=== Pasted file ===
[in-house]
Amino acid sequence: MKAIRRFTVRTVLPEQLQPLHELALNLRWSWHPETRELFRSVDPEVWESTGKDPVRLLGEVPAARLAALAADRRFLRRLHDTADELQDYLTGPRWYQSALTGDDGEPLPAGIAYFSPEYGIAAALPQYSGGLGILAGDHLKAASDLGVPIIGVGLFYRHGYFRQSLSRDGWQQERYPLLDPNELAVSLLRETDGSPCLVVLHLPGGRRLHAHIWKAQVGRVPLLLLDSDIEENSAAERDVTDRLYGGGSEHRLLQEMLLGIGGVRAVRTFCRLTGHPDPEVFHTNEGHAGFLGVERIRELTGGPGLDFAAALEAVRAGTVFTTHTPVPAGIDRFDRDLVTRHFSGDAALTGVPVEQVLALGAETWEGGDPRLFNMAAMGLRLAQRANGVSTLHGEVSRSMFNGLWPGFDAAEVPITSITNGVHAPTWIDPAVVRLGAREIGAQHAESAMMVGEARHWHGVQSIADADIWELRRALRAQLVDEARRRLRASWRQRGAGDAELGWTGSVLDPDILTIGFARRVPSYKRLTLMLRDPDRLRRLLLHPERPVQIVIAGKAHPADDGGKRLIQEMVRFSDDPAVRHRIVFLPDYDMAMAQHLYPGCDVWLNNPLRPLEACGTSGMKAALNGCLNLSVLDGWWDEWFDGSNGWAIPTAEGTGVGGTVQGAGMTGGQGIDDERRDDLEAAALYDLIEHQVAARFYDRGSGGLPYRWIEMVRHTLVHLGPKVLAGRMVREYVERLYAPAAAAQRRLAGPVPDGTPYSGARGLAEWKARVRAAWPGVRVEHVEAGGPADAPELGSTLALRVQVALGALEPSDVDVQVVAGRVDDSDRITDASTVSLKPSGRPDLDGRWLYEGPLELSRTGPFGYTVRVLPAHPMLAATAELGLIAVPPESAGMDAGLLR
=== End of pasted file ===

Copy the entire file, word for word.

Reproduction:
[in-house]
Amino acid sequence: MKAIRRFTVRTVLPEQLQPLHELALNLRWSWHPETRELFRSVDPEVWESTGKDPVRLLGEVPAARLAALAADRRFLRRLHDTADELQDYLTGPRWYQSALTGDDGEPLPAGIAYFSPEYGIAAALPQYSGGLGILAGDHLKAASDLGVPIIGVGLFYRHGYFRQSLSRDGWQQERYPLLDPNELAVSLLRETDGSPCLVVLHLPGGRRLHAHIWKAQVGRVPLLLLDSDIEENSAAERDVTDRLYGGGSEHRLLQEMLLGIGGVRAVRTFCRLTGHPDPEVFHTNEGHAGFLGVERIRELTGGPGLDFAAALEAVRAGTVFTTHTPVPAGIDRFDRDLVTRHFSGDAALTGVPVEQVLALGAETWEGGDPRLFNMAAMGLRLAQRANGVSTLHGEVSRSMFNGLWPGFDAAEVPITSITNGVHAPTWIDPAVVRLGAREIGAQHAESAMMVGEARHWHGVQSIADADIWELRRALRAQLVDEARRRLRASWRQRGAGDAELGWTGSVLDPDILTIGFARRVPSYKRLTLMLRDPDRLRRLLLHPERPVQIVIAGKAHPADDGGKRLIQEMVRFSDDPAVRHRIVFLPDYDMAMAQHLYPGCDVWLNNPLRPLEACGTSGMKAALNGCLNLSVLDGWWDEWFDGSNGWAIPTAEGTGVGGTVQGAGMTGGQGIDDERRDDLEAAALYDLIEHQVAARFYDRGSGGLPYRWIEMVRHTLVHLGPKVLAGRMVREYVERLYAPAAAAQRRLAGPVPDGTPYSGARGLAEWKARVRAAWPGVRVEHVEAGGPADAPELGSTLALRVQVALGALEPSDVDVQVVAGRVDDSDRITDASTVSLKPSGRPDLDGRWLYEGPLELSRTGPFGYTVRVLPAHPMLAATAELGLIAVPPESAGMDAGLLR